Based on a True Story – The Schadenfreude of True Crime

Scary Stories Session 9: Based on a True Story looks at the reasons why, as a society, we have become addicted to “true crime”. After the successes of podcasts and documentaries such as Serial and Making a Murderer, one can barely turn around without tripping over ‘our next true crime obsession’.

This episode of Scary Stories touches on some of the key reasons why we seek out real life horrors, from the attempts to understand evil, to more altruistic motivations of solving crimes. But one reason not touched on is the desire to indulge in Schadenfreude.

Schadenfreude is the pleasure found in the misfortune of others, like the amusement found at the dropping of an ice cream, and it is difficult to discuss the modern fascination with real crimes without talking about this natural human inclination. As callous as such a motivation might seem, humans seem to find a comfort in separating themselves from the victims of, for example, serial killers. And perhaps this is why we obsess over every aspect of the crime. We want to know how the victims were chosen, how they were captured, whether they could have escaped. We want to know that we could never be such a victim. And so we find some reassurance that it happened to someone else.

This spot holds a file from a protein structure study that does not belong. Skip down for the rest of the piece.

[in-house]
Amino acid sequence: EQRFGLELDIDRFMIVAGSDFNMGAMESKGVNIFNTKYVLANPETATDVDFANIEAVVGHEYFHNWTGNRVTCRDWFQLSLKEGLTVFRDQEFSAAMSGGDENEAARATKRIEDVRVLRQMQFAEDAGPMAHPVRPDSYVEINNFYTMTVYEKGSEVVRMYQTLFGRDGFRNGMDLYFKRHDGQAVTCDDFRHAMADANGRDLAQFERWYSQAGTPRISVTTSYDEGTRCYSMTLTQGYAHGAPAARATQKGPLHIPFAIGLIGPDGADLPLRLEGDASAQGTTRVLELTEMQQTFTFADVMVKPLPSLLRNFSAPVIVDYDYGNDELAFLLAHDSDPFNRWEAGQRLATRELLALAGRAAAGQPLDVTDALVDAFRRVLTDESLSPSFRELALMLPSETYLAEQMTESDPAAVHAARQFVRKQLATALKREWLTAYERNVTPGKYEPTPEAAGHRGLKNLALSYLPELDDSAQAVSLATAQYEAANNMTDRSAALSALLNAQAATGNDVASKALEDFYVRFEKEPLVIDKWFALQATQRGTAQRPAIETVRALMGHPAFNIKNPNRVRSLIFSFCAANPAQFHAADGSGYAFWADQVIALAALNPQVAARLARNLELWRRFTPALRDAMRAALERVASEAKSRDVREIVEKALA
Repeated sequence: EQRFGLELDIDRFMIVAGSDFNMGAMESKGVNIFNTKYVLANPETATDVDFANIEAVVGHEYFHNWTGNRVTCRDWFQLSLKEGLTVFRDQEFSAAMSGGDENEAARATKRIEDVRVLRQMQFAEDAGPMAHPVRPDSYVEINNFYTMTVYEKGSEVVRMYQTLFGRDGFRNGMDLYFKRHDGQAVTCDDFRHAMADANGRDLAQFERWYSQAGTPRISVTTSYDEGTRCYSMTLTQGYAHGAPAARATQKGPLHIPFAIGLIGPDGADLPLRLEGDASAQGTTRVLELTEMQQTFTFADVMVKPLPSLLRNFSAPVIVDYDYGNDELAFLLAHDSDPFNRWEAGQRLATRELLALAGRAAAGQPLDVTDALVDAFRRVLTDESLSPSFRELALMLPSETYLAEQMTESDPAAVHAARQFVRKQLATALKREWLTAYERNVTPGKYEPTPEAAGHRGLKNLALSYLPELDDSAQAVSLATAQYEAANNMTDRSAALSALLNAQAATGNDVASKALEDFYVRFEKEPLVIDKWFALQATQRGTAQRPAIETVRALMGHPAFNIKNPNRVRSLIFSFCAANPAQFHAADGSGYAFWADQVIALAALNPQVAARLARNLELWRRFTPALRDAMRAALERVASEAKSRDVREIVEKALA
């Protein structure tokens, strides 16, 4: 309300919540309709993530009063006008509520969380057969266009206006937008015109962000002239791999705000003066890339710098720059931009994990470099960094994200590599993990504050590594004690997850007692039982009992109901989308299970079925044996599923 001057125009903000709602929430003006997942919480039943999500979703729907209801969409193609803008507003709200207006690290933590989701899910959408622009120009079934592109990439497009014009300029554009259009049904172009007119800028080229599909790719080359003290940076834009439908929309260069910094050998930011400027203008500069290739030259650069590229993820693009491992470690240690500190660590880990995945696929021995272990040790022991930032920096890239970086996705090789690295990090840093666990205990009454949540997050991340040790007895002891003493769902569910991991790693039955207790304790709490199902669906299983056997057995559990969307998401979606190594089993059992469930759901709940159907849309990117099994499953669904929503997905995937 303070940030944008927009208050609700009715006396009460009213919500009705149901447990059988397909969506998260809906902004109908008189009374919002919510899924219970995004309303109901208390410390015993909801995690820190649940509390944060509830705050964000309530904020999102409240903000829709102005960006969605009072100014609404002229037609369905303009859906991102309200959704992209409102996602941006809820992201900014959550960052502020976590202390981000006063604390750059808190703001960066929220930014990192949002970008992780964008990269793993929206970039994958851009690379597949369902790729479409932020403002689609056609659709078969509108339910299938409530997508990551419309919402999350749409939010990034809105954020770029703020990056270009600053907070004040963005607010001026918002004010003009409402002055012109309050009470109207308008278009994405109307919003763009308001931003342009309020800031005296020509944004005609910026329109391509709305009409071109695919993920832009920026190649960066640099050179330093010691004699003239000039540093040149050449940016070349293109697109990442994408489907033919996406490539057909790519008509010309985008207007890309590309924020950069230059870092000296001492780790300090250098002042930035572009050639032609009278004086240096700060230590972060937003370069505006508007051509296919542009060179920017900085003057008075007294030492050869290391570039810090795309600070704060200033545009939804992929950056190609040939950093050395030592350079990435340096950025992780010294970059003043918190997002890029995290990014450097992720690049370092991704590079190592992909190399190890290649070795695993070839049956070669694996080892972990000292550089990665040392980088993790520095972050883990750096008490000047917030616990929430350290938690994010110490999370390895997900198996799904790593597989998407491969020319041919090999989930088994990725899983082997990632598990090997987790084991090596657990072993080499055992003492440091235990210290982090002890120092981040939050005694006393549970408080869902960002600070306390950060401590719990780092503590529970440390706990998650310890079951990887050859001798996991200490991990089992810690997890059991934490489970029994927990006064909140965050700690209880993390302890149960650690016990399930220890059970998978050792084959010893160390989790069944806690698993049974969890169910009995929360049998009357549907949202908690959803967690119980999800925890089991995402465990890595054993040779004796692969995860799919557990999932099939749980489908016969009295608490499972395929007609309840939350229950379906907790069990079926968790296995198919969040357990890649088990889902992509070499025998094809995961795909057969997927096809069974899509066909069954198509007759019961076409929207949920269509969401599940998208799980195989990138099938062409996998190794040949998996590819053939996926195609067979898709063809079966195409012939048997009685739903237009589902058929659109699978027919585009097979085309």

But our schadenfreude also extends to the murderer. Because, perhaps, we are aware that we all have the capability of violence. Perhaps, somewhere deep down, we know that if we had been given a worse start in life, or we were suddenly affected by a terrible tragedy or simply we one day decided to give into our worst impulses that any one of us could become the monster that we see on screen. Worse than that; any one of us could become the monster that chained and lock up. And so we also secretly celebrate our own restraint and while looking at those behind bars with comfort that it is not us.

Verity ClaytonComment